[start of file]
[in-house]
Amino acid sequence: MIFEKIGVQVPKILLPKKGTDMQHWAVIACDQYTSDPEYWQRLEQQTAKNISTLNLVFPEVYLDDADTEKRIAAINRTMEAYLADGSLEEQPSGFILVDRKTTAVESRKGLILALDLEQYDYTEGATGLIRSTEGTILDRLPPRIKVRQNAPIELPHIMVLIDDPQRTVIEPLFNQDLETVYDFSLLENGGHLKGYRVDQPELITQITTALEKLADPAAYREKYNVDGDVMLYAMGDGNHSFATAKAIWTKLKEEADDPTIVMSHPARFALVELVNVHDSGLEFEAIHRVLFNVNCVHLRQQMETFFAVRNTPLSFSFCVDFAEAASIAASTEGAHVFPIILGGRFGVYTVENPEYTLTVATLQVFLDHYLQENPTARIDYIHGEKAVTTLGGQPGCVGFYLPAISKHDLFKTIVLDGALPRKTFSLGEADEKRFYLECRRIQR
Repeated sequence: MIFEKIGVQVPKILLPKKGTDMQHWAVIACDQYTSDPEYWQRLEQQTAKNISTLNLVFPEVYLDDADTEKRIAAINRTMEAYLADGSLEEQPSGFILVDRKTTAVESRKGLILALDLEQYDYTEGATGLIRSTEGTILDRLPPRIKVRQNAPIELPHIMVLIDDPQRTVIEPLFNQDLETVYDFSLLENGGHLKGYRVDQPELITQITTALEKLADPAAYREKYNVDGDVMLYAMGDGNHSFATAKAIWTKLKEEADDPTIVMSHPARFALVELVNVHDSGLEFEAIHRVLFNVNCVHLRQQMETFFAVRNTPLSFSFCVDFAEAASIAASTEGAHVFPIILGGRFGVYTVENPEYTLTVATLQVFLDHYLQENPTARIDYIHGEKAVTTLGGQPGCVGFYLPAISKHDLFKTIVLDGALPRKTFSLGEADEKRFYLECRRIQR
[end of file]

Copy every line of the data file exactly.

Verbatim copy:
[in-house]
Amino acid sequence: MIFEKIGVQVPKILLPKKGTDMQHWAVIACDQYTSDPEYWQRLEQQTAKNISTLNLVFPEVYLDDADTEKRIAAINRTMEAYLADGSLEEQPSGFILVDRKTTAVESRKGLILALDLEQYDYTEGATGLIRSTEGTILDRLPPRIKVRQNAPIELPHIMVLIDDPQRTVIEPLFNQDLETVYDFSLLENGGHLKGYRVDQPELITQITTALEKLADPAAYREKYNVDGDVMLYAMGDGNHSFATAKAIWTKLKEEADDPTIVMSHPARFALVELVNVHDSGLEFEAIHRVLFNVNCVHLRQQMETFFAVRNTPLSFSFCVDFAEAASIAASTEGAHVFPIILGGRFGVYTVENPEYTLTVATLQVFLDHYLQENPTARIDYIHGEKAVTTLGGQPGCVGFYLPAISKHDLFKTIVLDGALPRKTFSLGEADEKRFYLECRRIQR
Repeated sequence: MIFEKIGVQVPKILLPKKGTDMQHWAVIACDQYTSDPEYWQRLEQQTAKNISTLNLVFPEVYLDDADTEKRIAAINRTMEAYLADGSLEEQPSGFILVDRKTTAVESRKGLILALDLEQYDYTEGATGLIRSTEGTILDRLPPRIKVRQNAPIELPHIMVLIDDPQRTVIEPLFNQDLETVYDFSLLENGGHLKGYRVDQPELITQITTALEKLADPAAYREKYNVDGDVMLYAMGDGNHSFATAKAIWTKLKEEADDPTIVMSHPARFALVELVNVHDSGLEFEAIHRVLFNVNCVHLRQQMETFFAVRNTPLSFSFCVDFAEAASIAASTEGAHVFPIILGGRFGVYTVENPEYTLTVATLQVFLDHYLQENPTARIDYIHGEKAVTTLGGQPGCVGFYLPAISKHDLFKTIVLDGALPRKTFSLGEADEKRFYLECRRIQR